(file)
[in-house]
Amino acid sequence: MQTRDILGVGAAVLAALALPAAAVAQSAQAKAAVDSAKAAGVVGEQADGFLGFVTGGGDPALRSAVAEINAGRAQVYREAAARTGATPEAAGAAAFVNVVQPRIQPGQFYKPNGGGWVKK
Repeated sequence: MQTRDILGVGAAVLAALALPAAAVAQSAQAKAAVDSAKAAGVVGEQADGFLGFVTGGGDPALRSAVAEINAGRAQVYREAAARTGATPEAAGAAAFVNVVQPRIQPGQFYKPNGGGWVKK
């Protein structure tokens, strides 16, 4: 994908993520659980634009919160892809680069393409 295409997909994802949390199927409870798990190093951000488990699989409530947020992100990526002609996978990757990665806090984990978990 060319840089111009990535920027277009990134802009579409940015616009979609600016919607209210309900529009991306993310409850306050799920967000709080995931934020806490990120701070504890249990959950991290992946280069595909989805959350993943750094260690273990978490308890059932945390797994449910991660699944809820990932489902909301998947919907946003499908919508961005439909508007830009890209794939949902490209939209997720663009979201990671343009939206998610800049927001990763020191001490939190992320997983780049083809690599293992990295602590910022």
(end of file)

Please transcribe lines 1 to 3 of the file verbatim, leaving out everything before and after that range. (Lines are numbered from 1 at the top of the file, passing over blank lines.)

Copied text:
[in-house]
Amino acid sequence: MQTRDILGVGAAVLAALALPAAAVAQSAQAKAAVDSAKAAGVVGEQADGFLGFVTGGGDPALRSAVAEINAGRAQVYREAAARTGATPEAAGAAAFVNVVQPRIQPGQFYKPNGGGWVKK
Repeated sequence: MQTRDILGVGAAVLAALALPAAAVAQSAQAKAAVDSAKAAGVVGEQADGFLGFVTGGGDPALRSAVAEINAGRAQVYREAAARTGATPEAAGAAAFVNVVQPRIQPGQFYKPNGGGWVKK